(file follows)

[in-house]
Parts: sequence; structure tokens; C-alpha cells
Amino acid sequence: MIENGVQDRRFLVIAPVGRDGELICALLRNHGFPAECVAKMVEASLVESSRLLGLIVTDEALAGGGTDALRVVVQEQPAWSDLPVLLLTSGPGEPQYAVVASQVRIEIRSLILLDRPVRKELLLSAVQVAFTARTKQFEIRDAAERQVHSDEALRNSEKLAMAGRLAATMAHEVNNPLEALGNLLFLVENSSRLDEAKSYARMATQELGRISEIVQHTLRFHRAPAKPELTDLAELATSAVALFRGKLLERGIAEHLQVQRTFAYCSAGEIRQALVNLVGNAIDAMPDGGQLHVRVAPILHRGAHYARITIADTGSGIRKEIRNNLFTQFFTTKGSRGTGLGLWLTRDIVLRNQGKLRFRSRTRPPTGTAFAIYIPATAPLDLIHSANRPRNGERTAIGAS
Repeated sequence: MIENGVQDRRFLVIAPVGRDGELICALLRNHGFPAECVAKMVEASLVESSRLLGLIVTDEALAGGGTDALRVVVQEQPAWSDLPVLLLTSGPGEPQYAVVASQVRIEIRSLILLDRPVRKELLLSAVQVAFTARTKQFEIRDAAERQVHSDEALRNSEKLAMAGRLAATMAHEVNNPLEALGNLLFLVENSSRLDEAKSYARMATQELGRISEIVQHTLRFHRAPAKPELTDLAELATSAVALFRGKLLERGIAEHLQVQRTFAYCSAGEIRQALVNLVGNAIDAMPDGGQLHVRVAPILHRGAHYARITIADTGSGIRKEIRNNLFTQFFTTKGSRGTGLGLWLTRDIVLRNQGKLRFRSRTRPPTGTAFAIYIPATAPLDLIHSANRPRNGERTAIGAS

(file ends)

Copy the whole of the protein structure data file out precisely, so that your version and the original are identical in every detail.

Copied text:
[in-house]
Parts: sequence; structure tokens; C-alpha cells
Amino acid sequence: MIENGVQDRRFLVIAPVGRDGELICALLRNHGFPAECVAKMVEASLVESSRLLGLIVTDEALAGGGTDALRVVVQEQPAWSDLPVLLLTSGPGEPQYAVVASQVRIEIRSLILLDRPVRKELLLSAVQVAFTARTKQFEIRDAAERQVHSDEALRNSEKLAMAGRLAATMAHEVNNPLEALGNLLFLVENSSRLDEAKSYARMATQELGRISEIVQHTLRFHRAPAKPELTDLAELATSAVALFRGKLLERGIAEHLQVQRTFAYCSAGEIRQALVNLVGNAIDAMPDGGQLHVRVAPILHRGAHYARITIADTGSGIRKEIRNNLFTQFFTTKGSRGTGLGLWLTRDIVLRNQGKLRFRSRTRPPTGTAFAIYIPATAPLDLIHSANRPRNGERTAIGAS
Repeated sequence: MIENGVQDRRFLVIAPVGRDGELICALLRNHGFPAECVAKMVEASLVESSRLLGLIVTDEALAGGGTDALRVVVQEQPAWSDLPVLLLTSGPGEPQYAVVASQVRIEIRSLILLDRPVRKELLLSAVQVAFTARTKQFEIRDAAERQVHSDEALRNSEKLAMAGRLAATMAHEVNNPLEALGNLLFLVENSSRLDEAKSYARMATQELGRISEIVQHTLRFHRAPAKPELTDLAELATSAVALFRGKLLERGIAEHLQVQRTFAYCSAGEIRQALVNLVGNAIDAMPDGGQLHVRVAPILHRGAHYARITIADTGSGIRKEIRNNLFTQFFTTKGSRGTGLGLWLTRDIVLRNQGKLRFRSRTRPPTGTAFAIYIPATAPLDLIHSANRPRNGERTAIGAS